During the last few months, we’ve all had to change our approach to planning. It’s no longer possible to make definite plans about when or where you might be getting married or who might attend. Plans for big events like graduations, anniversary parties, baby showers, and funerals are often changing right up until the last minute before they occur. Even making an appointment at the dentist or the hair salon comes with a high degree of uncertainty about whether it will actually take place. Heck, you might not even be sure from day to day whether you are going to go to work or not.
During this time of dramatic unpredictability, it’s more important than ever for organizations to have true sales intelligence.
In the past, some organizations might have been able to make do with basic sales analysis. They could look at their past financial data, and because the markets were relatively stable, they could use those historical numbers to make some pretty good forecasts about what might happen in the future.
But in a world where almost nothing is certain, looking at your own sales data is not enough.
A lot of sales analysis teams are realizing that they need to implement some sales intelligence techniques and examine the broader economy, as well as their own tiny slice of the market. They are coming to understand that getting a little distance from their own data gives them greater predictive power.
What do we mean when we talk about getting some distance from your own data? We like the use the chart below to illustrate the different kinds of signals that you can use for sales intelligence. Your own sales data, right there at the center of the chart, tells you a lot about what is happening right now. This data provides a lot of certainty — it’s what is actually happening — but it doesn’t have as much predictive value, especially in an environment where almost everything is in flux.
By contrast, if you are analyzing signals that originate closer to the edge of the chart, you will get less accuracy but more predictive value. For example, looking at your customers’ customers’ current sales data might give you an idea of what your customers’ orders might look like in a couple of weeks or months. Or looking at what has happened to your industry in other regions of the world that began experiencing the coronavirus before your area did might tell you something about what you can expect to see when your region reaches a similar point in the pandemic. And while it’s a little far afield from our usual recommendations, you might even want to stay on top of emerging scientific research into treatments and vaccines that could have a tremendous impact on the economy in the coming months and years.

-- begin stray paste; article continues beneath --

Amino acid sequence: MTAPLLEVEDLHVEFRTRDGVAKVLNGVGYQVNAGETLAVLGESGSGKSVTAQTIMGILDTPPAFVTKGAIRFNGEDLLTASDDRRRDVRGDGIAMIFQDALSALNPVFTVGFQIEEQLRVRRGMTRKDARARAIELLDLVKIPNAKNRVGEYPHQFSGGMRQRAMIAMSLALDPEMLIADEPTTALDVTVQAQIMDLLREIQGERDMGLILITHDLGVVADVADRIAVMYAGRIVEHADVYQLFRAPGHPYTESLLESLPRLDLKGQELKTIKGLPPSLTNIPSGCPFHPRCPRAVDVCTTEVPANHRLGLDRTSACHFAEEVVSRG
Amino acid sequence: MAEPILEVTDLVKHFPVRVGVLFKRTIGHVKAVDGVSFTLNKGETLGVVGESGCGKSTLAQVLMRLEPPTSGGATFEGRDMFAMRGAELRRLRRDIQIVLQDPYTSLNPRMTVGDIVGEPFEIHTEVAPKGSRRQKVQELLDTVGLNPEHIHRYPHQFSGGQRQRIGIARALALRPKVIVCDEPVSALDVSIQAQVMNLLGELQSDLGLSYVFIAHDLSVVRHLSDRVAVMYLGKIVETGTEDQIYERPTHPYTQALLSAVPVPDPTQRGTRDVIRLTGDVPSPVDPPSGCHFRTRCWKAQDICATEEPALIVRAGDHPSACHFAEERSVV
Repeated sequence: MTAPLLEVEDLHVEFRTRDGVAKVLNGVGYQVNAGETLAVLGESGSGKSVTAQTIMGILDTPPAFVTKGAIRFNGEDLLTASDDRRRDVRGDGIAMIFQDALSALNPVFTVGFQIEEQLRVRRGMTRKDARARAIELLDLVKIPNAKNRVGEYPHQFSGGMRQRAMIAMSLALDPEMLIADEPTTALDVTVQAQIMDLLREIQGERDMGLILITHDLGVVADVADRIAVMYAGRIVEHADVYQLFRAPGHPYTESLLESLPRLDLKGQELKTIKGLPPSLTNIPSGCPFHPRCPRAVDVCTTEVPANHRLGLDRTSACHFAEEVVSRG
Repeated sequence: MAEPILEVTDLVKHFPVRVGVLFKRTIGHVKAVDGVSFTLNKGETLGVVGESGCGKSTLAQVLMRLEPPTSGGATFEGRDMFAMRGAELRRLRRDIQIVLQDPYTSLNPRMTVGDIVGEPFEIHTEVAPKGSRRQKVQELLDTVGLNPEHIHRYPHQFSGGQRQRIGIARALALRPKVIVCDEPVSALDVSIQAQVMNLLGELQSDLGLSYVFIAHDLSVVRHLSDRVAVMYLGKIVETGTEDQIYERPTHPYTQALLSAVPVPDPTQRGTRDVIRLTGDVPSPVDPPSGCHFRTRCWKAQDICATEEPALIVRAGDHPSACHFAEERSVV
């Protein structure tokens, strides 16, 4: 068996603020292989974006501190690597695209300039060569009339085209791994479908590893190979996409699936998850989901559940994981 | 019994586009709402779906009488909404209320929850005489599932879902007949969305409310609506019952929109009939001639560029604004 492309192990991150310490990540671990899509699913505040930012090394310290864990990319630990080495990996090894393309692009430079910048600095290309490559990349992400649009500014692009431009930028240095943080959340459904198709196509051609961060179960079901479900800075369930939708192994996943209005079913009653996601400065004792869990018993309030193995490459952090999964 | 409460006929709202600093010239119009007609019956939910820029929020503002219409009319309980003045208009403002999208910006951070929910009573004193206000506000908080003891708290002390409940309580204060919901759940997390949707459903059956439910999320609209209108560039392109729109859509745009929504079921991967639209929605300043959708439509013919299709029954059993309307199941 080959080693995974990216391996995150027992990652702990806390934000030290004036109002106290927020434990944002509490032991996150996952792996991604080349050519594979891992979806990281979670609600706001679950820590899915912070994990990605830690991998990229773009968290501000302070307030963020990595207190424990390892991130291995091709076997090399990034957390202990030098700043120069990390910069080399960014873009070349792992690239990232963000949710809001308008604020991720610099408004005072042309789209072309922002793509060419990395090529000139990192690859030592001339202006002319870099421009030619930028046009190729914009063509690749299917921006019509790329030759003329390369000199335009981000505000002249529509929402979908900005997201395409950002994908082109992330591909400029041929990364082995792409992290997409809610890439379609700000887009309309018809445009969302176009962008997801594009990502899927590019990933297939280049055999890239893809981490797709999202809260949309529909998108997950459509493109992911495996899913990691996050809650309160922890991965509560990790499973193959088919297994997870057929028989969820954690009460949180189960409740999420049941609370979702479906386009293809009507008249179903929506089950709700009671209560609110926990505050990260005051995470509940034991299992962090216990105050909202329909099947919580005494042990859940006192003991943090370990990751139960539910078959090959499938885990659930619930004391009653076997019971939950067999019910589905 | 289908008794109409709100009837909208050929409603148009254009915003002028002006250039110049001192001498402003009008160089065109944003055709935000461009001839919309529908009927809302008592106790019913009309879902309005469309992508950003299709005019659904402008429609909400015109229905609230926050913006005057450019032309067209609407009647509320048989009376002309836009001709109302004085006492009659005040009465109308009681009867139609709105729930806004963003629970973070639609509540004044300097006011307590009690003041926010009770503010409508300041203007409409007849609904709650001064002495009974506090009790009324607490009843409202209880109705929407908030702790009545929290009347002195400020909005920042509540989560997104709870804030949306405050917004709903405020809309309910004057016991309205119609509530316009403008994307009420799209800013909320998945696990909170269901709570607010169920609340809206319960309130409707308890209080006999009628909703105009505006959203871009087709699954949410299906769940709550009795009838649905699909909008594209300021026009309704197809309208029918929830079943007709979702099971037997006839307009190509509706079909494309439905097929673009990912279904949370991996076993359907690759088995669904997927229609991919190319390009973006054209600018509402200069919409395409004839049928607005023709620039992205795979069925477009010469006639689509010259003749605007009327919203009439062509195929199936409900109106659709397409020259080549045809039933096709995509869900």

As the chart highlights, focusing on what is happening within your company helps you understand what has happened or just recently happened, but it doesn’t provide much insight into what will happen in a few weeks or months. But focusing on signals from other places that will eventually affect your company could give you a competitive advantage. If you can see something coming that your competitors don’t see — you have a time to prepare for it — and better yet, take advantage of it.
To get a better idea of what sales intelligence is and isn’t, as well as tips on how to implement it at your organization, check out the webinar on The Fundamentals of Sales Intelligence. Putting a program like this in place won’t suddenly make the pandemic economy predictable, but it can help you prepare for the shifts and changes heading your way.